Governor Kristi Noem waited until October to launch her headline program of welfare checks to businesses and non-profits economically harmed by the coronavirus pandemic. She was quick to give international consultants Guidehouse $6 million to administer the program for her (since she’s too busy traveling to waste time governing). But that big-money privatization isn’t moving CARES Act relief dollars very fast into the pockets of suffering businesses:
The $450 million program, which the Legislature endorsed, promised to give a boost to small businesses that could show a downturn from last year.
…The Bureau of Finance and Management has reported that just 16%, or 951 out of 5,912, small businesses, startups and nonprofits that applied have received a total of about $86 million.
…Liza Clark, commissioner of the Bureau of Finance and Management, told lawmakers in November that many businesses had not answered emails requesting to fix errors in their applications and worried that emails could have been lost in their spam folders.
But Brie Korkow, who operates a rodeo business near Pierre, said she diligently checked her email and began calling the program’s helpline every few days for updates. She had to make a few corrections to her application that she felt should have been easy to catch by a better-designed process.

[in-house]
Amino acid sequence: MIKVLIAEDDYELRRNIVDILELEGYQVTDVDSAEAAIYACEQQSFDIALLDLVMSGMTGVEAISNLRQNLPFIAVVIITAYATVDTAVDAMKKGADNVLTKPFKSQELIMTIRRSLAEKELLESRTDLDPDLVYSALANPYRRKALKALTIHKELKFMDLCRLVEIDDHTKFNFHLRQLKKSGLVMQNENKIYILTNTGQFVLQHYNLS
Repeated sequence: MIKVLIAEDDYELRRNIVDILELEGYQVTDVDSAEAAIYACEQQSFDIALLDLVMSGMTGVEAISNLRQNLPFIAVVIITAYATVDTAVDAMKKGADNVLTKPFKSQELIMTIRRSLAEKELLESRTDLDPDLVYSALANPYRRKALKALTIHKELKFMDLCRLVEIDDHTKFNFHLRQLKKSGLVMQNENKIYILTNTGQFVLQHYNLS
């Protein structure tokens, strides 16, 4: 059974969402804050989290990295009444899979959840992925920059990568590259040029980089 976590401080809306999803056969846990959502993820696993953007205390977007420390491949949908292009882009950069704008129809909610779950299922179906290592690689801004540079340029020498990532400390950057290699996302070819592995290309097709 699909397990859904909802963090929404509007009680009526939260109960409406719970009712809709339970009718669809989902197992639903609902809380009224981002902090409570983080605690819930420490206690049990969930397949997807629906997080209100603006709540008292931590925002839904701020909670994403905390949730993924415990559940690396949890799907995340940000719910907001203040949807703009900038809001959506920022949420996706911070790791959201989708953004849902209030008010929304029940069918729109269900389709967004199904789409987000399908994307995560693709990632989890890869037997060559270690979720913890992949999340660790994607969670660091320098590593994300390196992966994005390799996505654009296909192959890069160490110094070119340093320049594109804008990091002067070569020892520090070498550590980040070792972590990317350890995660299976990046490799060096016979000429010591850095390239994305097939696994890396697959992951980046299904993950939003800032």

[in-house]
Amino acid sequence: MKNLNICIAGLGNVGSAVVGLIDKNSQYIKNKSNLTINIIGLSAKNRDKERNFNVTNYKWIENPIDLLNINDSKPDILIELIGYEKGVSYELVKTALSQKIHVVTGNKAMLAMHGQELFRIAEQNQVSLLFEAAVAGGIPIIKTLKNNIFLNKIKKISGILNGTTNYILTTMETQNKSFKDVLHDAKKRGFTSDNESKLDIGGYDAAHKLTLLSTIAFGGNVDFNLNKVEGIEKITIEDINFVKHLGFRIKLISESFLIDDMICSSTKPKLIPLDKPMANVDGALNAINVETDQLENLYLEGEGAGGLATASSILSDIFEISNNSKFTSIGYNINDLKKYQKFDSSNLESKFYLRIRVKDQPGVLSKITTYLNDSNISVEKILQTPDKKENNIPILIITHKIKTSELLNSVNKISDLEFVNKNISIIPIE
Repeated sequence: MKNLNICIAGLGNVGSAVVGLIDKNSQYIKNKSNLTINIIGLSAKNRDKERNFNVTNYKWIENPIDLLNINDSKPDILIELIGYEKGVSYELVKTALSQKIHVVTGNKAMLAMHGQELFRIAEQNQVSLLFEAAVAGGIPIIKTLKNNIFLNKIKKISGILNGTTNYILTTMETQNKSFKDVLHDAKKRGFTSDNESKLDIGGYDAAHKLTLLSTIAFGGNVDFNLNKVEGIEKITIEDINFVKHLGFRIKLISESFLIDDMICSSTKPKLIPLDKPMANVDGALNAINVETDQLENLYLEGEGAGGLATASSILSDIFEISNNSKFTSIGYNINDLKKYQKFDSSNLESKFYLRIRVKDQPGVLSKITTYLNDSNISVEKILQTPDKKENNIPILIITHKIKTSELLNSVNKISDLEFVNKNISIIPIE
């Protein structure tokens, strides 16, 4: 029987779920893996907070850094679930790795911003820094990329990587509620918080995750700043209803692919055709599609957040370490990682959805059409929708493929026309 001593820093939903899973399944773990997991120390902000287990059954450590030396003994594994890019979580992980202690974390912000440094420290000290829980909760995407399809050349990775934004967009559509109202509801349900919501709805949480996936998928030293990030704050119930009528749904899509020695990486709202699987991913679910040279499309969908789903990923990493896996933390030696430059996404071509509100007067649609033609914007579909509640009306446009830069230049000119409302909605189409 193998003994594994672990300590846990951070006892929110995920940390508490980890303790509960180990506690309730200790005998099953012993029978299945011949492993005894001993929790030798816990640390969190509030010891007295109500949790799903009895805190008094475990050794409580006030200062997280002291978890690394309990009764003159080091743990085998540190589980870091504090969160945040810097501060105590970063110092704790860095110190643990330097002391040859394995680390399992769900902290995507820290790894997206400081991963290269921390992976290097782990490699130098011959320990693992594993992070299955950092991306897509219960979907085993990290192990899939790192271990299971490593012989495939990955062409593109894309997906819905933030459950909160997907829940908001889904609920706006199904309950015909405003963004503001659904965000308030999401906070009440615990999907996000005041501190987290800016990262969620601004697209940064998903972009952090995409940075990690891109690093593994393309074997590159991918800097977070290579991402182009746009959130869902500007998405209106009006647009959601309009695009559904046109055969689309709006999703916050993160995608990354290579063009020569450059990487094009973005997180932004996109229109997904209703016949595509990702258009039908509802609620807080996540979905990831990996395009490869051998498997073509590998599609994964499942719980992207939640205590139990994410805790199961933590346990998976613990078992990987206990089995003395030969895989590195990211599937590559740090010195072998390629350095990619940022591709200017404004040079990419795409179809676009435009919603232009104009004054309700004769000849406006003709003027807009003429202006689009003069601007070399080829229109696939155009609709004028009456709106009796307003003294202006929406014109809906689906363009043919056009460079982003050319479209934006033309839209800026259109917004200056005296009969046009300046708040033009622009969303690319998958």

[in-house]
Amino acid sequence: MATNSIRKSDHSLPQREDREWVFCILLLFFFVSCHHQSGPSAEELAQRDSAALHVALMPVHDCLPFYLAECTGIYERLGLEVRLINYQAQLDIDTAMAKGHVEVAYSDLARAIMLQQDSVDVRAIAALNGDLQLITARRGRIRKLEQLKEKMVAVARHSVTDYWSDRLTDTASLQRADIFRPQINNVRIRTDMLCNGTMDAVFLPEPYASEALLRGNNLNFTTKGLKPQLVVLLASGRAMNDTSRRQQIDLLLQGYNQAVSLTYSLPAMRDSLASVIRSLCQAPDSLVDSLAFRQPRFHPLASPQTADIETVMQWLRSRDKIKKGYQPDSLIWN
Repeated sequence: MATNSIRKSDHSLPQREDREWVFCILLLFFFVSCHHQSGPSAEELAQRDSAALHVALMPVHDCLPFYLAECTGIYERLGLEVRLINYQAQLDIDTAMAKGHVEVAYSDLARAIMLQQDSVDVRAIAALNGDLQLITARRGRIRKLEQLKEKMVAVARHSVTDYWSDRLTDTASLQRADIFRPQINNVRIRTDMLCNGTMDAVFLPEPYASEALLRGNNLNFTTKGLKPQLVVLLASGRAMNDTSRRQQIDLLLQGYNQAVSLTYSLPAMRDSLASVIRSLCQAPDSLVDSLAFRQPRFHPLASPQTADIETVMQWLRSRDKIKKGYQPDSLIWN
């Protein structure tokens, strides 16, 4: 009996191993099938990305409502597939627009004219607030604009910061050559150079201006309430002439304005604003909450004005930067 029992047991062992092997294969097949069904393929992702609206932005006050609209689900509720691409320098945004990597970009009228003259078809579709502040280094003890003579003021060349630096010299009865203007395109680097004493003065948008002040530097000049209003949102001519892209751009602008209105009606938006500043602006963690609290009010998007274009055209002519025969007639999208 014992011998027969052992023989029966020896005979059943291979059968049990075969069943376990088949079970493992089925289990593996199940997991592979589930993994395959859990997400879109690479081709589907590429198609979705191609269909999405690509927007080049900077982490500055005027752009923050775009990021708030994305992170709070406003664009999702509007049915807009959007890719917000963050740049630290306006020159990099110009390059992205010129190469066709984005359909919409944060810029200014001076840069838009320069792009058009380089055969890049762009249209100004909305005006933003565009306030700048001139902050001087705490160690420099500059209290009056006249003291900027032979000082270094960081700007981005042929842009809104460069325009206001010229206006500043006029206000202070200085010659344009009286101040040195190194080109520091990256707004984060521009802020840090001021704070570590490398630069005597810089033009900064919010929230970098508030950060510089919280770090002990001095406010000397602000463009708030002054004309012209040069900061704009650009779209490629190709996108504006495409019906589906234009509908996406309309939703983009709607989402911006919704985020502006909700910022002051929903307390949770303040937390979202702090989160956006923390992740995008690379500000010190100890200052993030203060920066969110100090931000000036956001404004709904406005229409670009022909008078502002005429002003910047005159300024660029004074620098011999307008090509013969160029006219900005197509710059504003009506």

Other business owners, such as Karen Johnson who operates a bed and breakfast in Sioux Falls, said they were asked to correct errors that they had not made [Stephen Groves, “Business Owners Frustrated at Pace of Coronavirus Grants,” AP, 2020.12.30].
It used to be that the government could spend six million dollars and get better, stronger, faster workers. But under the Noem Administration, six million dollars gets us a sixth of the work in the allotted time (the original plan was to have all those CARES Act dollars out the door rendering aid and comfort to thousands of South Dakota firms by yesterday, the deadline Congress set in March for spending all state aid, and the deadline that would have stayed in place if lame-duck Trump had stuck to his guns and vetoed the new coronavirus relief bill).
If there was any argument for privatizing the distribution of CARES Act relief, it was that those high-priced private sector consultants could process thousands of applications and move hundreds of millions of dollars more efficiently than state workers in Pierre. Evidently at Guidehouse, that’s not the case. Hmm… maybe we’d have gotten faster service from state employees who’ve dedicated their careers to public service in South Dakota rather than a corporation whose minions answer to corporate bosses elsewhere.